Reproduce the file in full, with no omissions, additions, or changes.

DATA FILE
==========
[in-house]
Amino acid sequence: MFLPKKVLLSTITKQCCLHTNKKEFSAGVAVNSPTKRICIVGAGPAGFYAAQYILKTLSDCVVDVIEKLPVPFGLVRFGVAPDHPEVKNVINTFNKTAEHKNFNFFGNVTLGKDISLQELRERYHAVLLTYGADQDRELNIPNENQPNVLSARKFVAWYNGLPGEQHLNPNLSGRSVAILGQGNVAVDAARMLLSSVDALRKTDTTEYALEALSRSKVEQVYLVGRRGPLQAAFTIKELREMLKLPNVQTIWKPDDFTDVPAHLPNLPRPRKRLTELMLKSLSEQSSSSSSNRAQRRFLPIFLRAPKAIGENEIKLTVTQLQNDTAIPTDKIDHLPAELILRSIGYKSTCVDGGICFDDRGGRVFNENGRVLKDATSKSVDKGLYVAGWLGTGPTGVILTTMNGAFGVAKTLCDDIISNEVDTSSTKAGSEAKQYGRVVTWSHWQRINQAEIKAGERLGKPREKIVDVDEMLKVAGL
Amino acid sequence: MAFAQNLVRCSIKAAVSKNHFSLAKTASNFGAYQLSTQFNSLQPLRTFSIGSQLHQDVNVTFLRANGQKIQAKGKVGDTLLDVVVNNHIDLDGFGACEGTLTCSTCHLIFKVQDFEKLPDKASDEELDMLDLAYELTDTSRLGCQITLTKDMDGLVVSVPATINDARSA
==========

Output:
[in-house]
Amino acid sequence: MFLPKKVLLSTITKQCCLHTNKKEFSAGVAVNSPTKRICIVGAGPAGFYAAQYILKTLSDCVVDVIEKLPVPFGLVRFGVAPDHPEVKNVINTFNKTAEHKNFNFFGNVTLGKDISLQELRERYHAVLLTYGADQDRELNIPNENQPNVLSARKFVAWYNGLPGEQHLNPNLSGRSVAILGQGNVAVDAARMLLSSVDALRKTDTTEYALEALSRSKVEQVYLVGRRGPLQAAFTIKELREMLKLPNVQTIWKPDDFTDVPAHLPNLPRPRKRLTELMLKSLSEQSSSSSSNRAQRRFLPIFLRAPKAIGENEIKLTVTQLQNDTAIPTDKIDHLPAELILRSIGYKSTCVDGGICFDDRGGRVFNENGRVLKDATSKSVDKGLYVAGWLGTGPTGVILTTMNGAFGVAKTLCDDIISNEVDTSSTKAGSEAKQYGRVVTWSHWQRINQAEIKAGERLGKPREKIVDVDEMLKVAGL
Amino acid sequence: MAFAQNLVRCSIKAAVSKNHFSLAKTASNFGAYQLSTQFNSLQPLRTFSIGSQLHQDVNVTFLRANGQKIQAKGKVGDTLLDVVVNNHIDLDGFGACEGTLTCSTCHLIFKVQDFEKLPDKASDEELDMLDLAYELTDTSRLGCQITLTKDMDGLVVSVPATINDARSA